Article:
Economics Undergraduate Spotlight: Carrie Nielsen

September 19, 2022 - Katie Nicpon

Carrie Nielsen is entering her fourth year pursuing a BA in economics and a BS in sociology. She came to MSU with a declared major in sociology, but after taking a course in social inequality as part of the Social Science Scholars Program, she realized that understanding economics was a prerequisite for addressing and dismantling many of the injustices in our society.
“Now, I really appreciate that economics provides an analytical and quantitative viewpoint of social issues alongside the theoretical method that sociology often uses to address them,” she said.
Nielsen is deeply passionate about social justice and is an active member of community outreach student groups.
“I am the Community Outreach Coordinator for the Refugee Outreach Collective, a student group which works to promote awareness of the hurdles displaced people face worldwide and support local refugees through a tutoring program in Lansing” she said. “I am also a member of the Sierra Club, an environmental organization, and I will be a mentor for international students in the American Semester Program this year!”

One of her favorite moments as an economics student at MSU was helping to organize a panel of female economics alumni from MSU who shared their diverse career experiences with students who attended the event.

 “It’s always nice as an undergraduate to gain practical advice about translating your degree to the job market, and as a young woman, it’s motivating to hear from women who have forged successful professional careers,” she said.

With her passion for social justice and making a difference, Nielsen is contemplating a couple different career routes.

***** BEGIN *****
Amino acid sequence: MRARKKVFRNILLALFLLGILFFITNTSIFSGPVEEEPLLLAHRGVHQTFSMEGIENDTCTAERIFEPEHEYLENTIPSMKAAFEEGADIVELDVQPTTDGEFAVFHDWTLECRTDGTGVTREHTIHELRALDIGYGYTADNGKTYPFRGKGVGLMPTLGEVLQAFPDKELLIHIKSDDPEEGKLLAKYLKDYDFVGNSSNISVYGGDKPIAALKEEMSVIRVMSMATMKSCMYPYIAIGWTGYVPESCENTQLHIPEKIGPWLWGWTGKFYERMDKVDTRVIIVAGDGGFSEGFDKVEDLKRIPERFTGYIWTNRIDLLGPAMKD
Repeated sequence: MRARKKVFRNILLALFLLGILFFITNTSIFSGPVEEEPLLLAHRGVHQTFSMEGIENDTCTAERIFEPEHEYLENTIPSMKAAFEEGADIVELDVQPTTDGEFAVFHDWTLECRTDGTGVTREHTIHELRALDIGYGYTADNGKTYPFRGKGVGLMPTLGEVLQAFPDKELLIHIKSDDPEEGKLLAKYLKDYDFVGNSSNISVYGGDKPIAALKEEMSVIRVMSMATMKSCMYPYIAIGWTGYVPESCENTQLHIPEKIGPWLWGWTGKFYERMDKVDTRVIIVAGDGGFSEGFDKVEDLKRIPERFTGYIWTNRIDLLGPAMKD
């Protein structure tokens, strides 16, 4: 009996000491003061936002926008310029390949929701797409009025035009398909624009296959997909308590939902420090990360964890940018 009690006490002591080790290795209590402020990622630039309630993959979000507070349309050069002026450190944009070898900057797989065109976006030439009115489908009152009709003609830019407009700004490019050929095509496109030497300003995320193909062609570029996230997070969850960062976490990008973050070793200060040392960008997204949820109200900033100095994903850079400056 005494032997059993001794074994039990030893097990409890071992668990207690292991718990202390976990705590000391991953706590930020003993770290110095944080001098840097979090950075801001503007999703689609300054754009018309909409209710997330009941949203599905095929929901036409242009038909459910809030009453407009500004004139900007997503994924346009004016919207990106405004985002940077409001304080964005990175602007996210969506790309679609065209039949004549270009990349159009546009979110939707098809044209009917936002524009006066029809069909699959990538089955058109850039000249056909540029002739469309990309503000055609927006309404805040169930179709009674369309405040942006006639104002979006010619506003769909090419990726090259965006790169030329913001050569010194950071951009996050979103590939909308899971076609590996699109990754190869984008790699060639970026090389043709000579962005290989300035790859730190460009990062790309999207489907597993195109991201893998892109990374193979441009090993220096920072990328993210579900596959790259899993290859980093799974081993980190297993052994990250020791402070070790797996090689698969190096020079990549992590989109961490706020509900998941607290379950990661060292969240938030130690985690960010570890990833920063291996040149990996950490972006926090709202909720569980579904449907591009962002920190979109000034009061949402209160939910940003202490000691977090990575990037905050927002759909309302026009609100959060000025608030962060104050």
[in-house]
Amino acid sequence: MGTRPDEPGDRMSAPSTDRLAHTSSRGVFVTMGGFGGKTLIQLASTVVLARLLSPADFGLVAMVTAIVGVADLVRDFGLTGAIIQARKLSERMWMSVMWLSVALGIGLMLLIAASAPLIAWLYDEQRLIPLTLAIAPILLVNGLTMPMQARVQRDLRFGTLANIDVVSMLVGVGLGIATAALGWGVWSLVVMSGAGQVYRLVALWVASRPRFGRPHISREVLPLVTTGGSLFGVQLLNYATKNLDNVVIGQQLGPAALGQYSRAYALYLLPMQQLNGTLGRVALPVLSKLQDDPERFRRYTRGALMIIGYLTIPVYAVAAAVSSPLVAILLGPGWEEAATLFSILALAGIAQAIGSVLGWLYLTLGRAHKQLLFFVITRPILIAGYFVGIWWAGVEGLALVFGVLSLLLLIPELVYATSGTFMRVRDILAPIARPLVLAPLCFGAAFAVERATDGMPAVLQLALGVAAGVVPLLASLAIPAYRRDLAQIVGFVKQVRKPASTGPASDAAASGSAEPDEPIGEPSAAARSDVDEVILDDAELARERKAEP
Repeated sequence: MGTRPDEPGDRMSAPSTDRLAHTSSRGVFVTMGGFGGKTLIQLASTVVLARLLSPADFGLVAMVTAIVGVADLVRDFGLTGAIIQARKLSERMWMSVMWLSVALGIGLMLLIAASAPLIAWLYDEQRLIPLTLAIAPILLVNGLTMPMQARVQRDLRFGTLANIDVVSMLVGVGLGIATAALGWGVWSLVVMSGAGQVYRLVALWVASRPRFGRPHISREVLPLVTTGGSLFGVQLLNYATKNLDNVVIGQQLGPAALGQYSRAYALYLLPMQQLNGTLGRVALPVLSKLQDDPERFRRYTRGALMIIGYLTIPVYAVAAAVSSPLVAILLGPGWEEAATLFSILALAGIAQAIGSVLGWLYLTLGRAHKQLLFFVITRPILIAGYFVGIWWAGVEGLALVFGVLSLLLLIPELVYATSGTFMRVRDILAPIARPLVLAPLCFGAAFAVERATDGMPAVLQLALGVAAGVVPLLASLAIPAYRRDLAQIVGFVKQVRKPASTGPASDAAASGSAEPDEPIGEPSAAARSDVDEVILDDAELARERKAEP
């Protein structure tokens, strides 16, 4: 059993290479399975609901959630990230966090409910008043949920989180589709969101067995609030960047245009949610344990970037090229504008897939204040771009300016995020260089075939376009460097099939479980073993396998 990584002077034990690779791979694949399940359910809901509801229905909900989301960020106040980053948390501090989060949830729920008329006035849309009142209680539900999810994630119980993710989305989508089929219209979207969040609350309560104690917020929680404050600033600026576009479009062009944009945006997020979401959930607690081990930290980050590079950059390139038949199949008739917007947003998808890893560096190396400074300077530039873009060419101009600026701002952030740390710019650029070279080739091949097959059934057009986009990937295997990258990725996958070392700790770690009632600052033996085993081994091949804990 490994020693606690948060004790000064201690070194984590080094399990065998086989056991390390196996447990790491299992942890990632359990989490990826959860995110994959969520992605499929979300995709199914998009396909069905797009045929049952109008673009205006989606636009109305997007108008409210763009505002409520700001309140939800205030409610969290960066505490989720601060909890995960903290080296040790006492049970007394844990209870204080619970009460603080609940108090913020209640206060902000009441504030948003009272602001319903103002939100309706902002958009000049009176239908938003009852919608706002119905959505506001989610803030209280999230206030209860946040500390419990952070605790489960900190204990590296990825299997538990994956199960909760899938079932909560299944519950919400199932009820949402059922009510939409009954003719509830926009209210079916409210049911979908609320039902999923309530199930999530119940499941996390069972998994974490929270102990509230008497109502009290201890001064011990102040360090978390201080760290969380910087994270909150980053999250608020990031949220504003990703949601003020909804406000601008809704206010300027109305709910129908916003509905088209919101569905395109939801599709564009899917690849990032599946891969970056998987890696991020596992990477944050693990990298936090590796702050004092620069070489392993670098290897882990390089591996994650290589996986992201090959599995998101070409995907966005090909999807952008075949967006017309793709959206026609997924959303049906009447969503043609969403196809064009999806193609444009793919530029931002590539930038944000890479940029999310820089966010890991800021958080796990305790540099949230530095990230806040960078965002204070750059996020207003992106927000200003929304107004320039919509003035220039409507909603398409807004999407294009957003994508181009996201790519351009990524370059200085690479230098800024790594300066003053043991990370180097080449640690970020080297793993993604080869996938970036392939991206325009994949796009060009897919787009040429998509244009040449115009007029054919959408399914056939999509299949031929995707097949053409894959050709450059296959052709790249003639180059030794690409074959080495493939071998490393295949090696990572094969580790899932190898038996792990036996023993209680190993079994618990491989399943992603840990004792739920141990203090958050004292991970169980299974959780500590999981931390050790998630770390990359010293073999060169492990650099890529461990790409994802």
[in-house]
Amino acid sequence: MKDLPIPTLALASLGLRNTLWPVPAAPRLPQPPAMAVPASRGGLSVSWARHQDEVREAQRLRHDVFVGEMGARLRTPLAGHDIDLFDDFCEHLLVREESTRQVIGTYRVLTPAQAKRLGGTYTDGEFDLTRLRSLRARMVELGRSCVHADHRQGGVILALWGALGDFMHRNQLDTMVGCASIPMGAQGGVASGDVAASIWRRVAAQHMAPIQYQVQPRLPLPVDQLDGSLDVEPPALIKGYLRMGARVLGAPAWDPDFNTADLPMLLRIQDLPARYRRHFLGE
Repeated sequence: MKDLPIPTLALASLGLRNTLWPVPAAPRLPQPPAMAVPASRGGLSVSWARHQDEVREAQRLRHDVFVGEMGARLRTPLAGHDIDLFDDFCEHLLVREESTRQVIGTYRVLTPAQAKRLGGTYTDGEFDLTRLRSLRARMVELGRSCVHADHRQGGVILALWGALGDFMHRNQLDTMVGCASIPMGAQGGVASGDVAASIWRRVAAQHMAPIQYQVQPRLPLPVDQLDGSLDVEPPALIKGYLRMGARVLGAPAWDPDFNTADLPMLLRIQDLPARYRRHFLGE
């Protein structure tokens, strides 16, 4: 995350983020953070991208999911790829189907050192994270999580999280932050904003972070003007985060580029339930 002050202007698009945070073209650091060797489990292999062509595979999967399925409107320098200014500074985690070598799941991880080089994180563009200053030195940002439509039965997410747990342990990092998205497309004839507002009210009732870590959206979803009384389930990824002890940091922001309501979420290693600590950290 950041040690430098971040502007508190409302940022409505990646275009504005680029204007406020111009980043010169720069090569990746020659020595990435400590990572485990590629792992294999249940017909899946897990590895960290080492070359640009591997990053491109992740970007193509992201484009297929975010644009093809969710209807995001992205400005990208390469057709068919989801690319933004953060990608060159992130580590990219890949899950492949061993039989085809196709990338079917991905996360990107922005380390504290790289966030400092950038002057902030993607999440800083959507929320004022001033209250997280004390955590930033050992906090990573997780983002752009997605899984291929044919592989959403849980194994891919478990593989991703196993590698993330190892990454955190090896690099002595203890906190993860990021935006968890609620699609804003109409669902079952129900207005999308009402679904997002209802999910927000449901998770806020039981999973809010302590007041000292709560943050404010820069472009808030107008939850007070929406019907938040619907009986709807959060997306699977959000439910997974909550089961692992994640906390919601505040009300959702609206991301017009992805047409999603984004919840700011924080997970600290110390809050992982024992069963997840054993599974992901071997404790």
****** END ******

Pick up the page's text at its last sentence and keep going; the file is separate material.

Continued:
“I would like to have a career in public policy, but I am currently unsure whether to approach that goal through work as an economist/analyst or by attending law school to work in public interest law,” she said.

Nielsen also recently returned from a semester abroad in Sweden.

“I really value the perspectives I gained in my economic history courses in Sweden, along with the personal development inherent to studying abroad,” she said. “I would strongly encourage any student to consider studying abroad!”

Nielsen has also enjoyed many of her economics courses stateside, such as Economics of Environmental Policy (EC 450) with Professor Prabhat Barnwal.

“This class taught me about how economists and policy makers quantify the impacts of pollution on human health and make policies to limit environmental harm while also allowing for economic development,” she said. “I knew about market failures and externalities before taking this class, but it helped me understand these concepts in greater detail and how they are addressed by governments!”

Nielsen has some important advice for students considering an economics major or who might be undecided still about what major to pursue.

“The field of economics is much larger and more interesting than what you learned in high school or in the 200-level economics courses at MSU. If you have interest in how economics shapes our world, give a couple of the more focused subject-area courses a shot to see if this method of analysis is for you.”

To learn more about majoring or taking courses in economics, visit or reach out to to talk to an advisor.